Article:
“Like, why are so many grown men just obsessed with this 29-year-old?”
During a Thursday appearance on “Late Night with Seth Meyers,” Rep. Alexandria Ocasio-Cortez said it was “weird” that so many grown men are “obsessed” with her.
Ocasio-Cortez was responding to a question by host Seth Meyers regarding Fox News’ alleged obsession with the freshman congresswoman.
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“I mean, it’s weird. Like, why are so many grown men just obsessed with this 29-year-old?” she replied before taking a suggestive pause that elicited laughs from the studio audience.
“No, but I think it’s really funny, and the conspiracy theories are great,” she added.
Meyers then brought up recent remarks from Fox News commentator Mike Huckabee, in which he said there had been “some allegations” that Ocasio-Cortez “was almost like the Manchurian Candidate” due to how “recruited” and “prepared” she seemed.
The Bronx native laughingly denied she was a Manchurian Candidate and shifted praise to her “amazing staff,” touting the highly publicized living wage paid by her office.
“We don’t pay less than $52,000 a year, which means so far two of my staffers have been able to quit their second jobs in restaurants and be fully present at work,” she said. “And so I hope it’s a lesson to the folks on the other side of the aisle that if you pay your staff, you’ll be prepared.”
The topic of Ocasio-Cortez’s physical features, and conservatives’ purported fixation on it, has come up before. Speaking to The New Yorker editor David Remnick, in an interview published earlier this month, she said that her critics hate her because she’s a “pretty idiot” to them – but also because they are allegedly threatened by her power.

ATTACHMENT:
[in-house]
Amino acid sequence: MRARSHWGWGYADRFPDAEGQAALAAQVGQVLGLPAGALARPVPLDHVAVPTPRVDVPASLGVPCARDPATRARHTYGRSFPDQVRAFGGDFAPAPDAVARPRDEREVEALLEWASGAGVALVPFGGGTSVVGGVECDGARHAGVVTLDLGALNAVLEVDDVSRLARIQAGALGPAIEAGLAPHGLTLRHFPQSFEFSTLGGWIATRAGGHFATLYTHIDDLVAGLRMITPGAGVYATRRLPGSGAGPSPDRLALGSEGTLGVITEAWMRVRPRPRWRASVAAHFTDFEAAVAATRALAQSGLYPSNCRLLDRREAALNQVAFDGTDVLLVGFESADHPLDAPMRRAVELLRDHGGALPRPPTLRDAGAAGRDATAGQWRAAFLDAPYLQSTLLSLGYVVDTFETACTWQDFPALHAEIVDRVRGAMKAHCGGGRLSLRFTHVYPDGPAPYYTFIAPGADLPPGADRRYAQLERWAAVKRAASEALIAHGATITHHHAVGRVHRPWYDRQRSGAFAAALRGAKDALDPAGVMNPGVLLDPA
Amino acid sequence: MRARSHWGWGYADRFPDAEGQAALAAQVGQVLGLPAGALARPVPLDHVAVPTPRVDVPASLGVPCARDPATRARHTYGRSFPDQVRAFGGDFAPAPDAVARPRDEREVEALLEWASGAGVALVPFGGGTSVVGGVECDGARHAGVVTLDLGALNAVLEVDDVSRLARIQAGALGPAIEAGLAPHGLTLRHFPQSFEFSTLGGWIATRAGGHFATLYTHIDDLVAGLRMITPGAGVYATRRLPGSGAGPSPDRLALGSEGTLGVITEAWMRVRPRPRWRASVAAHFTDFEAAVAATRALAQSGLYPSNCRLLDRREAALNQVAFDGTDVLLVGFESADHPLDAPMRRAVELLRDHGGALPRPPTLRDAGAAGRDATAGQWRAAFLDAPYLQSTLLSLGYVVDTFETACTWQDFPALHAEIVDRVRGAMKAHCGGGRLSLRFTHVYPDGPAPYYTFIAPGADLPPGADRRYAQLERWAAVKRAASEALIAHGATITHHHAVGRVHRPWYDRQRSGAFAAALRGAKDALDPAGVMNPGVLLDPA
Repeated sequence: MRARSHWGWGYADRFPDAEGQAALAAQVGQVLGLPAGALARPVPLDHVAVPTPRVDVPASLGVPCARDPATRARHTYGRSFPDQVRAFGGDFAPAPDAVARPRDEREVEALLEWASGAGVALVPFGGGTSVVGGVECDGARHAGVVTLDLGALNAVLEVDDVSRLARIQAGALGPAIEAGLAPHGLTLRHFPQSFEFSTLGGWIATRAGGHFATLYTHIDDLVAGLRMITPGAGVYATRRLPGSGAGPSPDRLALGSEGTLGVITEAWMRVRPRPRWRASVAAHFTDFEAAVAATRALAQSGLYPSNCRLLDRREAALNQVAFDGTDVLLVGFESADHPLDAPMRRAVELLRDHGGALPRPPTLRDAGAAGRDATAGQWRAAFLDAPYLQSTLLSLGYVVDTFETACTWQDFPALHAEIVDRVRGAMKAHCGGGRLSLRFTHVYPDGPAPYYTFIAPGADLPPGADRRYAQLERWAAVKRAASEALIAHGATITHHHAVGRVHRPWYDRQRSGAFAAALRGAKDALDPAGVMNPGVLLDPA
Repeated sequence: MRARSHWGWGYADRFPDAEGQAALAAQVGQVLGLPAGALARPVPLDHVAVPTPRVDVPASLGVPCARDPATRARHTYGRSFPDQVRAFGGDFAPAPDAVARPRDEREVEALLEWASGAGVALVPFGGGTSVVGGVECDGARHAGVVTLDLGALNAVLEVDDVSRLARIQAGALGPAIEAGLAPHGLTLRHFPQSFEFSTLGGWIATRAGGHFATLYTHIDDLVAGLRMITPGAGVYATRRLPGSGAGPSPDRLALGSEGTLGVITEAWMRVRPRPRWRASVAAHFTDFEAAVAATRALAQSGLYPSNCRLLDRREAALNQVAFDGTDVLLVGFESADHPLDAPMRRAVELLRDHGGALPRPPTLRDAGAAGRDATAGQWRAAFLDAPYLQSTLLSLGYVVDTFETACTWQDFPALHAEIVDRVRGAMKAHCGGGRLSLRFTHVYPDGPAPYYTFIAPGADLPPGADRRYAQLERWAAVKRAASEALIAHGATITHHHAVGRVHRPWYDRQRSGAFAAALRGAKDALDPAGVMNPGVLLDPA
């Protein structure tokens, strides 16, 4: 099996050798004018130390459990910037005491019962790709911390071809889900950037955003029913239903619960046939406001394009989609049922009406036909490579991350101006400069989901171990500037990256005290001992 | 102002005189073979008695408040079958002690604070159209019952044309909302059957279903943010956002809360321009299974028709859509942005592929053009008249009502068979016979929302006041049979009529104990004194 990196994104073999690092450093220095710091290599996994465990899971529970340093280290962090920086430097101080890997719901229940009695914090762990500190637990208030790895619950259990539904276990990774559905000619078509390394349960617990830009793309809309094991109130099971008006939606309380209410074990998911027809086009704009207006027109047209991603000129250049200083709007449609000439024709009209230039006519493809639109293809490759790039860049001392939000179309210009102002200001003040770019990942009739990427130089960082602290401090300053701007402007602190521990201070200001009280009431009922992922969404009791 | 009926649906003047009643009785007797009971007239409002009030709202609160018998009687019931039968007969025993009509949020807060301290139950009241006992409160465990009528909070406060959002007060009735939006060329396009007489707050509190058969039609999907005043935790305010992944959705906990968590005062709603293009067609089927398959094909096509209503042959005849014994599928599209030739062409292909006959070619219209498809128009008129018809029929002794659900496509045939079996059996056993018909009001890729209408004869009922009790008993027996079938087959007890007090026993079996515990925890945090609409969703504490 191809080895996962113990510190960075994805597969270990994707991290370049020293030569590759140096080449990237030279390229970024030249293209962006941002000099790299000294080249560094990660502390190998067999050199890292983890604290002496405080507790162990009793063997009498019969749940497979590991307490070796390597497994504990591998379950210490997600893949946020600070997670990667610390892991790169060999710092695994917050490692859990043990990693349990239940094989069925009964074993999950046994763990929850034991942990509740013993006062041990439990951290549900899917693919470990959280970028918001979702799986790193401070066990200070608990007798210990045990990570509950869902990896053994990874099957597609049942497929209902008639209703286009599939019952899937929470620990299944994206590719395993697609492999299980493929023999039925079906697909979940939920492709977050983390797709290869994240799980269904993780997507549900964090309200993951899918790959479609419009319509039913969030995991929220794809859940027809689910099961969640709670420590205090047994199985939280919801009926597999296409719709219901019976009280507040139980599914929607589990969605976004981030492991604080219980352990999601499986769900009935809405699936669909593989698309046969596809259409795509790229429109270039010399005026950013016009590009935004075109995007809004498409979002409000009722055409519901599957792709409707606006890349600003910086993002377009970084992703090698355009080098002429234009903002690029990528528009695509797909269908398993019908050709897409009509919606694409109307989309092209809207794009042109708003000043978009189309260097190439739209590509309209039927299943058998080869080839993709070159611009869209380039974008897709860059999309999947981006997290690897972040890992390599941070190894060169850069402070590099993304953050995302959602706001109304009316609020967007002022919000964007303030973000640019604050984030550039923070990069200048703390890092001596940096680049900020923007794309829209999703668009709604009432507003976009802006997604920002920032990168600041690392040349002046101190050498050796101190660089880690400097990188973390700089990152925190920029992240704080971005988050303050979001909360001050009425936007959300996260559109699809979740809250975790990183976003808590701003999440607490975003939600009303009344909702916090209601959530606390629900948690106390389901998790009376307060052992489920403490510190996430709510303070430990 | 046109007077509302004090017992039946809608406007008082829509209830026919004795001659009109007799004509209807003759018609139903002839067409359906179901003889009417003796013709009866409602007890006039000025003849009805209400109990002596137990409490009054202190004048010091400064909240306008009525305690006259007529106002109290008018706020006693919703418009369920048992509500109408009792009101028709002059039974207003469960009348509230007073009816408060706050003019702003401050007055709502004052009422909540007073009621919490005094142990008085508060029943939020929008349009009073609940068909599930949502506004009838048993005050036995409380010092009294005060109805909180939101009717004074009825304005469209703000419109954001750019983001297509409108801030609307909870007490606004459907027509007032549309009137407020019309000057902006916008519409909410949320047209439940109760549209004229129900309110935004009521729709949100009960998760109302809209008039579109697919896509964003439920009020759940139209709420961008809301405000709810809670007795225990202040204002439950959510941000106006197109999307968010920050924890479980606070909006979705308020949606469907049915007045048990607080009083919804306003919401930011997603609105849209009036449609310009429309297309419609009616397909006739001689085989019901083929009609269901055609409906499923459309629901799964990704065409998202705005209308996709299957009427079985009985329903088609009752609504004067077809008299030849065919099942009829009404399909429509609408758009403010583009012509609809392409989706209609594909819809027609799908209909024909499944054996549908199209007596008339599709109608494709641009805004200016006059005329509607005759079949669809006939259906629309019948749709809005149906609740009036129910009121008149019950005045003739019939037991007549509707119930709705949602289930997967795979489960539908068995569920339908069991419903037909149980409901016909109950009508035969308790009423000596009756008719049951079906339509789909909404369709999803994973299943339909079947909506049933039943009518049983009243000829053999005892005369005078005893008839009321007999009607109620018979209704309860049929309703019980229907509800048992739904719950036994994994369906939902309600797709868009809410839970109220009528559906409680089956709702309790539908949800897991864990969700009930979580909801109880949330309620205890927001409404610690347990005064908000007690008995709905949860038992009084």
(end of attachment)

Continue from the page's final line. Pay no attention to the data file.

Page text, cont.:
“I am as powerful as a man, and it drives them crazy,” said the freshman Democrat from New York.
Remnick purported to reconcile the two somewhat contradictory attempts at psychoanalysis, saying: “In the cartoon being painted of her, Ocasio-Cortez is both ideologically monstrous and intellectually limited.”
He also mocked conservatives’ sometimes-“creepy” opposition to her, using former Trump adviser Sebastian Gorka’s “sweaty, two hour rant” Saturday at CPAC as an example.
Ocasio-Cortez – who is a near-constant and combative presence on social media and in the press – bemoaned the burden her political celebrity. She said that being both “America’s greatest villain” and “the new hope” is a distraction from her important policy work.
“It feels like an extra job,” she said. “And it’s pretty tiring. I’m just a normal person.”
Ocasio-Cortez went on to elaborate on how her various identities supposedly trigger her critics, and how she predicted it would be this way.
“I knew that I was not going to be liked. I’m a Democrat. I’m a woman. I’m a young woman,” she said.
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